The Right Coast

January 17, 2005
When We Said Women Were Different, We Meant Only in Good Ways
By Gail Heriot

Uh, oh! It looks like Harvard University President Larry Summers may be in a bit of trouble. As described by the Boston Globe, Summers suggested at a gathering of scientists and mathematicians that "innate differences between the sexes could help explain why fewer women succeed in science and math careers." At least one scientist walked out on him.

It's curious. At least since Carol Gilligan's In a Different Voice: Psychological Theory and Women's Development, "difference feminists" have held that there really are innate differences between men and women. If that wasn't considered politically incorrect (and indeed it was considered cutting edge feminism instead), it's not obvious to me why Summers's comment should be considered worthy of walking out on. He didn't say that the average woman is dimmer than the average man. He didn't even say that fewer women are in the top fraction of 1% in scientific and mathematical skill. He just said that we cannot assume that just because women are somewhat less well represented in the highest-powered science and math positions in the nation that this is due to discrimination. There may be other explanations. To illustrate he gave the example of his daughter, who apparently treated her t0y trucks as dolls, despite her parents belief that they were striking a blow for gender neutrality by giving trucks to her. The average woman may simply have somewhat different interests.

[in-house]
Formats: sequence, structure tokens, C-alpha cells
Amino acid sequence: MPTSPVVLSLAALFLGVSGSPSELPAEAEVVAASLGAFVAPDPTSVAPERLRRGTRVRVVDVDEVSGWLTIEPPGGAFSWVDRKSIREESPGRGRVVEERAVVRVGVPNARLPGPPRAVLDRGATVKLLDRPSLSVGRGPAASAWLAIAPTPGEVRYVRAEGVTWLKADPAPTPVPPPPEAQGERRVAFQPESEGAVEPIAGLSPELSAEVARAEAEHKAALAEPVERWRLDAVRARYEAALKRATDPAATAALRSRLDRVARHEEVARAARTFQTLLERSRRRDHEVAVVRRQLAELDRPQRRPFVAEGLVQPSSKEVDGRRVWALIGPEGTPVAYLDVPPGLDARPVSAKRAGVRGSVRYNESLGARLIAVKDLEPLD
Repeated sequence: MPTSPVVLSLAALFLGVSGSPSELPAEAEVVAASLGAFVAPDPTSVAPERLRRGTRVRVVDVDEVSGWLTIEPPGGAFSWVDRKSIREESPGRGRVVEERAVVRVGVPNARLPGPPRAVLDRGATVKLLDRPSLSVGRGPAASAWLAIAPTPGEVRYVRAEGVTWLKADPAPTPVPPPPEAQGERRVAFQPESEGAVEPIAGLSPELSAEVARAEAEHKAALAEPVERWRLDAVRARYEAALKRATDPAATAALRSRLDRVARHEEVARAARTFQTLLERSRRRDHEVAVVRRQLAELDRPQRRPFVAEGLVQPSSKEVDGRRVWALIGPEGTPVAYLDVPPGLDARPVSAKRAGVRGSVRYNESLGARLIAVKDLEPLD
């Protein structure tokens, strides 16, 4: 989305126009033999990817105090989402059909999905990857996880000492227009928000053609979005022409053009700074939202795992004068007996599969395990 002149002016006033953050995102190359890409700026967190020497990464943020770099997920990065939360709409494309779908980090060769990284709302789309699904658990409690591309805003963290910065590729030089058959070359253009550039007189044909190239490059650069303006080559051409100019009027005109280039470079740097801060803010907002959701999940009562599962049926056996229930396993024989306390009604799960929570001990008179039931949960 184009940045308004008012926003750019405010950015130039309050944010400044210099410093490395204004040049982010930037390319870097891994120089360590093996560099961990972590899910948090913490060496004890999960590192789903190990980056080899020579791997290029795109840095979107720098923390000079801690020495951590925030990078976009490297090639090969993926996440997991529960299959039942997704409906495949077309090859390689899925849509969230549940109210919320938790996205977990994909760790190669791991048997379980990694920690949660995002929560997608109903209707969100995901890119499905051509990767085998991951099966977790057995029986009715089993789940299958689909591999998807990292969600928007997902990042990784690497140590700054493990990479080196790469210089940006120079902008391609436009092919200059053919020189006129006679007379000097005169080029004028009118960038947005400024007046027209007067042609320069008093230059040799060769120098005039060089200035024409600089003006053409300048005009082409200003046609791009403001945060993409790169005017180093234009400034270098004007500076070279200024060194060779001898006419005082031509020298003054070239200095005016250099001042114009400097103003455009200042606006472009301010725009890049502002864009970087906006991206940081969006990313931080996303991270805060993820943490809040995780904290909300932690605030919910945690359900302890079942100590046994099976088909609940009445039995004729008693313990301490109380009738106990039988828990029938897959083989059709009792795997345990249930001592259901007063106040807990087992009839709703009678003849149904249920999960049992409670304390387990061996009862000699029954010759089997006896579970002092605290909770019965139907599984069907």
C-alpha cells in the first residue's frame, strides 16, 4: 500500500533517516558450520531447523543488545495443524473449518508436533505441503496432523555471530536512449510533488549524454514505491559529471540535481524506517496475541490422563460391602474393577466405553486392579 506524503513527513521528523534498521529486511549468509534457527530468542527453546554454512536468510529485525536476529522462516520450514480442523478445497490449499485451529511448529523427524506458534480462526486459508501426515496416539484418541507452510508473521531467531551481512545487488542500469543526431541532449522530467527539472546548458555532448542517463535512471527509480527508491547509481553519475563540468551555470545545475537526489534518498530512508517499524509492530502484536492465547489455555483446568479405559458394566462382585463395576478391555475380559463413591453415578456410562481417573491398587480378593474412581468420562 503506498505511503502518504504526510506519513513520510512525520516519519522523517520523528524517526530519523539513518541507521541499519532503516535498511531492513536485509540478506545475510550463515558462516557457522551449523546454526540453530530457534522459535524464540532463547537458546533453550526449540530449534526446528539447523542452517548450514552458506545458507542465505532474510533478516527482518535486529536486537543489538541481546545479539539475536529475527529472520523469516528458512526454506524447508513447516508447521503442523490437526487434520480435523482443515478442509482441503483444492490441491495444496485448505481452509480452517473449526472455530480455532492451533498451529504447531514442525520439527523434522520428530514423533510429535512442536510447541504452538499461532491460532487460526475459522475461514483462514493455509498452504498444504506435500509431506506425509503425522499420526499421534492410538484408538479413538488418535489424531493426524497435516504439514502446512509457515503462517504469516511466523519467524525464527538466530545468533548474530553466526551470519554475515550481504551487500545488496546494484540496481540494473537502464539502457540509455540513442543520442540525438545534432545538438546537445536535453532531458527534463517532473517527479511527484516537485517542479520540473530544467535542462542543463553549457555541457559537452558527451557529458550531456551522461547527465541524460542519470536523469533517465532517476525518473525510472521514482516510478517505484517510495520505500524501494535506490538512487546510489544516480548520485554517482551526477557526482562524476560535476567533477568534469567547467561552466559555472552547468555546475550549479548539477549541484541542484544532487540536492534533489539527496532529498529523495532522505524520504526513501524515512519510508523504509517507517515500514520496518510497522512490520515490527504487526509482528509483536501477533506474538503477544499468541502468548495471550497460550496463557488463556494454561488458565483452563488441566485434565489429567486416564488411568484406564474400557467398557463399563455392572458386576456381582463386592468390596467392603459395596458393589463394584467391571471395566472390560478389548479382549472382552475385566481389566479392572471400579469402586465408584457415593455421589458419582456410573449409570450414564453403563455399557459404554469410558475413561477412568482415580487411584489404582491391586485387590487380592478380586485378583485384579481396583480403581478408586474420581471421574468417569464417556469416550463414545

Gilligan was, if anything, a good deal more radical. She suggested, for example, that the average woman is by nature more cooperative than the average man, who tends to be more competitive. If true, one would have to expect that to have a negative effect on women's willingness to engage in the lifelong intense competition necessary to establish oneself as a player in the world of big science and math. Even if women had exactly the same level of other talents and interests necessary to succeed on that world, one would expect somewhat fewer women than men in these jobs. Are we supposed to believe that there are innate differences between men and women that cause the average woman to differ somewhat in temperament from the average man, but which do not in any career choice work to women's disadvantage? That seems unlikely to me.